Can Gamification Improve Corporate EHS Performance?
Gamification in the workplace is emerging as a way to engage employees, making them more enthusiastic about their jobs and more committed to the company’s mission. And some innovative companies are finding that playing games can help them improve their environmental performance and meet corporate sustainability goals as well.
Gamification in the workplace uses elements of game playing — point scoring, competition among co-workers, prizes — to engage employees. As Gabe Zichermann, author of the upcoming book The Gamification Revolution, says in an interview with CIO: “Its about figuring out ways to create alignment with incentives and motivation. You increase productivity [and] performance and you can attract a higher-quality employee, this next generation of employees or millennials generation who bring with them their increased technology skills,” says Zichermann.
Companies with engaged employees perform better. Not only do they save billions of dollars in productivity and employee retention, but they also make more money. A recent Gallup study on the effect of employee engagement on organizations’ bottom line found top-quartile businesses outperform their bottom-quartile counterparts by 21 percent in profitability and 20 percent in productivity.
Gamification can also help companies get their employees involved in — and excited about — corporate environmental, health and safety initiatives.
Cool Choices is a nonprofit that helps organizations improve their sustainability performance and cut costs — to the tune of about $3.6 million annually to date. It does this through a game-based platform: employees play an online card game and earn points for making “cool choices,” actions that save money and help the environment.
The cards display a mix of home and work-related sustainability actions. They focus on water and emissions savings along with waste-reduction and recycling, such as walking or using public transit to get to work, turning off the computer monitor when not in use and properly recycle unused electronics.
Many of the actions are personal habits associated with employees’ home life, with the theory being that sustainable choices at home will carry over into sustainable choices in the workplace, explains Cool Choices’ Danika Brubaker. “We focus on personal habits so that individuals can see the personal benefits in their own wallet; because they are sharing these practices with their workplace colleagues, we see good spillover to workplace habits.”
Companies can also customize their employees’ cards to focus on specific facility-related environmental health and safety actions.
Employees play the game for six or eight weeks, logging in on their phone or at their desk for a few minutes each morning.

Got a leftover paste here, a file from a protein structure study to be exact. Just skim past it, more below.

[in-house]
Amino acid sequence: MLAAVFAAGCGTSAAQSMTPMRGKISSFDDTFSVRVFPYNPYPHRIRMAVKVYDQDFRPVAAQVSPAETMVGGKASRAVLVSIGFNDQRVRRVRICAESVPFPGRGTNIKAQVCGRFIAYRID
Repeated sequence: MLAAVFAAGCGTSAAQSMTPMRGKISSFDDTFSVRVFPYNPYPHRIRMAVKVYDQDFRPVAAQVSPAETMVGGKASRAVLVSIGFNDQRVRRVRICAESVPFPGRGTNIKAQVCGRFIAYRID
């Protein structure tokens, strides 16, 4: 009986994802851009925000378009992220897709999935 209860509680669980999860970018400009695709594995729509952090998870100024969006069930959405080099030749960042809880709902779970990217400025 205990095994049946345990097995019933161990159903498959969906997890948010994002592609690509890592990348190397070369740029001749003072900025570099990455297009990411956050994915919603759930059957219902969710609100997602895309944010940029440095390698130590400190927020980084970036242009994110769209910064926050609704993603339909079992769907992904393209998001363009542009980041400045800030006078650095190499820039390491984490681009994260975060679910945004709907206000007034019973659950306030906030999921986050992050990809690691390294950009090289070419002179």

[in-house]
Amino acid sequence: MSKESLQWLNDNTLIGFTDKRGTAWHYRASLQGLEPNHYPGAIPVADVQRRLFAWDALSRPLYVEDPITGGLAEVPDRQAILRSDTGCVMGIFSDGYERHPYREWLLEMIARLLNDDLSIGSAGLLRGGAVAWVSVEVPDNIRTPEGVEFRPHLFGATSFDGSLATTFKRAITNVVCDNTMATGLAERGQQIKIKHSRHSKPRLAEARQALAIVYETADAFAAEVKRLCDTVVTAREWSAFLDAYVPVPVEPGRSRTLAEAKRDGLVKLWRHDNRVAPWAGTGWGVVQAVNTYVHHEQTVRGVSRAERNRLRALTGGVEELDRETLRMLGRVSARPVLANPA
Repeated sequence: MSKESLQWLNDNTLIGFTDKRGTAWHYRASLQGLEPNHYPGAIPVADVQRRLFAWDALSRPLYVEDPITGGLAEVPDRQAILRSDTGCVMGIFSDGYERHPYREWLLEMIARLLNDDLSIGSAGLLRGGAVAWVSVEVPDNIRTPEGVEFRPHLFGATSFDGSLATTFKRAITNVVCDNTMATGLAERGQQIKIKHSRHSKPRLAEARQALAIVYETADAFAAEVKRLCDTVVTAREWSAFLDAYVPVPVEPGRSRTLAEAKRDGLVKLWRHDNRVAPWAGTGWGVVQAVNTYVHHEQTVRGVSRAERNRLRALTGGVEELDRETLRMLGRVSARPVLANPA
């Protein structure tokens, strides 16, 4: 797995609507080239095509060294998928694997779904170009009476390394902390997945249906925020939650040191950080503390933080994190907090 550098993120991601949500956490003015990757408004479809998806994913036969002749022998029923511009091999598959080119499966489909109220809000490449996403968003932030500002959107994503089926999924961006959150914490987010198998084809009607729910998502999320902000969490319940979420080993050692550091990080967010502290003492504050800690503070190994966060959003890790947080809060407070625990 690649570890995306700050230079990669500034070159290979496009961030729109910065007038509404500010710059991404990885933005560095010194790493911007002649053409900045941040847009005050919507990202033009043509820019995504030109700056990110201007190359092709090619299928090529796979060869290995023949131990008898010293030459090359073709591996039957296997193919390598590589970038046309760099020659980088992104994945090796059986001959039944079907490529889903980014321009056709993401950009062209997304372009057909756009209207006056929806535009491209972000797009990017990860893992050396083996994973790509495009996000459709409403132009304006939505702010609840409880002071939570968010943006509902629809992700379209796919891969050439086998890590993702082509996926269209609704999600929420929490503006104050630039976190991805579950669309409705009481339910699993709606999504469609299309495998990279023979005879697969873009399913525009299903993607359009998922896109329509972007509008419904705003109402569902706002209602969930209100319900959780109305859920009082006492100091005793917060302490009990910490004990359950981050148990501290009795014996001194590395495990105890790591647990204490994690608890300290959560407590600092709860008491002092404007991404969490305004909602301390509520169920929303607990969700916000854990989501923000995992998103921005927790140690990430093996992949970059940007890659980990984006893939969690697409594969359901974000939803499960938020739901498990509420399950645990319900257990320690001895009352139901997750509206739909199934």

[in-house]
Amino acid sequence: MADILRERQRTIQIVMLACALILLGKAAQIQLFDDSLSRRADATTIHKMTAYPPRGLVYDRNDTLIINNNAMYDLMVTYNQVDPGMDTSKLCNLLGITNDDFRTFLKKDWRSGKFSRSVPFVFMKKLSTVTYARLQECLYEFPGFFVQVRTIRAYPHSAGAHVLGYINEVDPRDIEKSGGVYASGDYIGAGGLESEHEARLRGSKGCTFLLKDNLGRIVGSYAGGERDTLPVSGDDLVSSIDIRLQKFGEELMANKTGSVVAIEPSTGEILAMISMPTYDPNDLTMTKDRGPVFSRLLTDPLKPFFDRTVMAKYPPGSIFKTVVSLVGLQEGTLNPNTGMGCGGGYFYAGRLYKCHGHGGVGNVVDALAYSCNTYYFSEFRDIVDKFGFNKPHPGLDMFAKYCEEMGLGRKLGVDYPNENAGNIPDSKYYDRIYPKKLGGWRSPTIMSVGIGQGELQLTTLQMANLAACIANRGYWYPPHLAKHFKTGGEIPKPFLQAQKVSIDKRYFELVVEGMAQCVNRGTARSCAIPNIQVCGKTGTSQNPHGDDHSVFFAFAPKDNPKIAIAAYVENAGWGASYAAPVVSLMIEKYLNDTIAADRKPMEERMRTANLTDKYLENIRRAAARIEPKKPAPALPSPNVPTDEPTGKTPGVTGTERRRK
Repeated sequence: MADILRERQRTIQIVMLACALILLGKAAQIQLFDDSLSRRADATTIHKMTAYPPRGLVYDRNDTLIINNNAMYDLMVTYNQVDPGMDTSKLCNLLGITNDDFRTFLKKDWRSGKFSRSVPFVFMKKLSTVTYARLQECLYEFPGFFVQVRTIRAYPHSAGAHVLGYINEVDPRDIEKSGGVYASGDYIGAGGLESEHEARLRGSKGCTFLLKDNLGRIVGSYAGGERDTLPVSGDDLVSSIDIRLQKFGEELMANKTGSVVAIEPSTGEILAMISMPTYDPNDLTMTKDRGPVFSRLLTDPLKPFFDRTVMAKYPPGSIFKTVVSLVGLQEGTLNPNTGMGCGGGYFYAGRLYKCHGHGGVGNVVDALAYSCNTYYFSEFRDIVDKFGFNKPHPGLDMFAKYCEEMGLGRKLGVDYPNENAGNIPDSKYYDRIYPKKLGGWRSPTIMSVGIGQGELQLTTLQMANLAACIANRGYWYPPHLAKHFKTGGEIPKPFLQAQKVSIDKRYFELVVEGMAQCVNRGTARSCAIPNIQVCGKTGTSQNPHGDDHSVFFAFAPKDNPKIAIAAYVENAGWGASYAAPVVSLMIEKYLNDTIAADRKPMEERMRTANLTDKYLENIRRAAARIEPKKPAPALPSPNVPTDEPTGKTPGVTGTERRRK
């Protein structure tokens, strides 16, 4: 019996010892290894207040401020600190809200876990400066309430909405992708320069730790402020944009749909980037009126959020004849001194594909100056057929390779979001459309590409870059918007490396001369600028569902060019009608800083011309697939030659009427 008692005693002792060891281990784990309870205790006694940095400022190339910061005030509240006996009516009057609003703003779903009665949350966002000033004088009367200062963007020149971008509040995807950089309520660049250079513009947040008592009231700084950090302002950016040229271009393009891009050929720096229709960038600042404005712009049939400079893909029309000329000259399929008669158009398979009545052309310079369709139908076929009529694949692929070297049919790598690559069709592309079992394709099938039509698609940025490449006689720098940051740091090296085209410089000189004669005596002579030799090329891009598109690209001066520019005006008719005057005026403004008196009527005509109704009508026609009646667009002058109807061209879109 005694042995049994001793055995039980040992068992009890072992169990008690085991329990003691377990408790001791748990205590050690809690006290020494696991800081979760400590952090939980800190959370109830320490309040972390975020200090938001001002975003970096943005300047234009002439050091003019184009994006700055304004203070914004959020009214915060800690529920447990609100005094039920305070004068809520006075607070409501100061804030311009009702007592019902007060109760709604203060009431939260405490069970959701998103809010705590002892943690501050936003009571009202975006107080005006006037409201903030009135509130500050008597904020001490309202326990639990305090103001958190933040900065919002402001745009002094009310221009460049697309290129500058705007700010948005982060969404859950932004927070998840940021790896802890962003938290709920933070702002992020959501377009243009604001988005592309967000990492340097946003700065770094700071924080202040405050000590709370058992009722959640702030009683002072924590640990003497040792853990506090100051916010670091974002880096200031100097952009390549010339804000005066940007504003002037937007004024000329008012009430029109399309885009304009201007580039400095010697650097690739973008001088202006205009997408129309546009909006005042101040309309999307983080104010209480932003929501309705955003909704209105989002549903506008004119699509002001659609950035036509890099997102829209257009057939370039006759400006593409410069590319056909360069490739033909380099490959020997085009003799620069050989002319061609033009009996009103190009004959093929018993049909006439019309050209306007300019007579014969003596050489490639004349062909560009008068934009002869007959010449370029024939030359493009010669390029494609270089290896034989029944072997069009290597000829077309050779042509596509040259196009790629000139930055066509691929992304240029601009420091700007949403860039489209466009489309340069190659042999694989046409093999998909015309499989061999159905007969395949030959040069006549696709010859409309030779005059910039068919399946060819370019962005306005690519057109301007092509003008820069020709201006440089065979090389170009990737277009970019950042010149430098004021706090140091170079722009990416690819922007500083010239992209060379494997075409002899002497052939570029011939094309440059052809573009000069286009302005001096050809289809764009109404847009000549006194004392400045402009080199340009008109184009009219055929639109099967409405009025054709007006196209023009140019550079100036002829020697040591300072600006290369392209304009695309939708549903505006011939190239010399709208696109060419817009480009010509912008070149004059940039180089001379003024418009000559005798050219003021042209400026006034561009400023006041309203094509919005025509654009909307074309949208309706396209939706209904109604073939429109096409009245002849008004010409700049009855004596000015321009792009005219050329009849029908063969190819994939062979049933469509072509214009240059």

“You play your cards and get points for your team,” Brubaker said in an interview. “When you play the action, you click on the card, it flips over and there are resource links you so you can see more related actions, such as how to start a compost bin at work. The cards also ask, ‘Did you do this before the game or because of the game?’ so we can calculate new savings. Our ultimate goal is to reduce carbon, but there’s also wellness, safety, water savings. And new actions are released every day.”
At the end of the six-week game, there’s an individual winner and a winning team. Cool Choices provides prizes — reusable water bottles, for example — and many employees provide their own prizes and recognition to the winners as well.
Some of Cool Choice’s clients include ComEd, which saw 302 employees play the game and save money ($137,851), carbon (625.05 metric tons of CO2 equivalent) and water (1.7 million gallons) over the course of eight weeks.
Another is Fiat Chrysler Automobiles (FCA). One hundred forty five employees at its Belvidere, Illinois assembly plant played the eight-week game in May and June and saved $59,523 and 264.98 metric tons of CO2e. FCA also integrated specific workplace practices into the program to increase the workplace savings.
“We wanted awareness of safety and environmental policies,” said the plant’s environmental lead, Michael Keefe, in an interview. “From a program standpoint and in the context of our manufacturing system, we want to maximize employee engagement, awareness and involvement. This is always a challenge, to communicate and raise awareness, and we thought Cool Choices would be an innovative way to do that.”
Keefe says FCA’s cards focused on sustainability in general as well as specific actions targeting energy, water, recycling and safety. “We had card, ‘did you turn off your computer monitor at the end of your shift?’ We asked for suggestions and energy, water and waste — tell me something you’ve recycled today that you’ve never recycled before. We have a lot of fans on the assembly line for comfort, so we had a card about turning those off at the end of the shift. Things like this that anyone can make a suggestion about or take action on to impact our EHS program.”
The company’s goal in playing Cool Choices was to improve its EHS performance by engaging employees on these efforts. “We wanted to do something different, engage employees in a different way and expand the role they play in environmental efforts both at home and at work,” Keefe says.
Judging from the savings metrics and the employee comments at the end of the game — “I realized I was only seeing the tip of the ice burg” and “I’ve started picking up other people’s recyclables” — it worked.
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